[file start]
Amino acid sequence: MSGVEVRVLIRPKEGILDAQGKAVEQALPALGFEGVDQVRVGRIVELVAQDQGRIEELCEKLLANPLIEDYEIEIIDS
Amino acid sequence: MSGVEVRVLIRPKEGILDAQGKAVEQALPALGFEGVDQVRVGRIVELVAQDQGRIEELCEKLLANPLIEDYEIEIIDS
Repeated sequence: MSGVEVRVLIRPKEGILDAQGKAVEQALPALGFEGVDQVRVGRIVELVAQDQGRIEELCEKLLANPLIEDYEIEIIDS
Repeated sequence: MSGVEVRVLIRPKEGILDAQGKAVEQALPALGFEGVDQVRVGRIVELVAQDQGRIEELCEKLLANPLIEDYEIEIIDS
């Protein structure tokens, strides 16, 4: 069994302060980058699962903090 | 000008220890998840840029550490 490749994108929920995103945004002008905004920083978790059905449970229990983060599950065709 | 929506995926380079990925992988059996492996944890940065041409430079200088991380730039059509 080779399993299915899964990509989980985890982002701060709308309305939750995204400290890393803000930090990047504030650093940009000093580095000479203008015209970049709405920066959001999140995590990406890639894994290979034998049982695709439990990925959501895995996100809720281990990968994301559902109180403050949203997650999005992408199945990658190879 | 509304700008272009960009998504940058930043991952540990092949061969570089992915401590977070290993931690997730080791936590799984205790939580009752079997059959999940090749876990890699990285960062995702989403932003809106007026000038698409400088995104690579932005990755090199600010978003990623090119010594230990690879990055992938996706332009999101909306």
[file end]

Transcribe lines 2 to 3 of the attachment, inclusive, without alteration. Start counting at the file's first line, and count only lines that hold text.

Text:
Amino acid sequence: MSGVEVRVLIRPKEGILDAQGKAVEQALPALGFEGVDQVRVGRIVELVAQDQGRIEELCEKLLANPLIEDYEIEIIDS
Repeated sequence: MSGVEVRVLIRPKEGILDAQGKAVEQALPALGFEGVDQVRVGRIVELVAQDQGRIEELCEKLLANPLIEDYEIEIIDS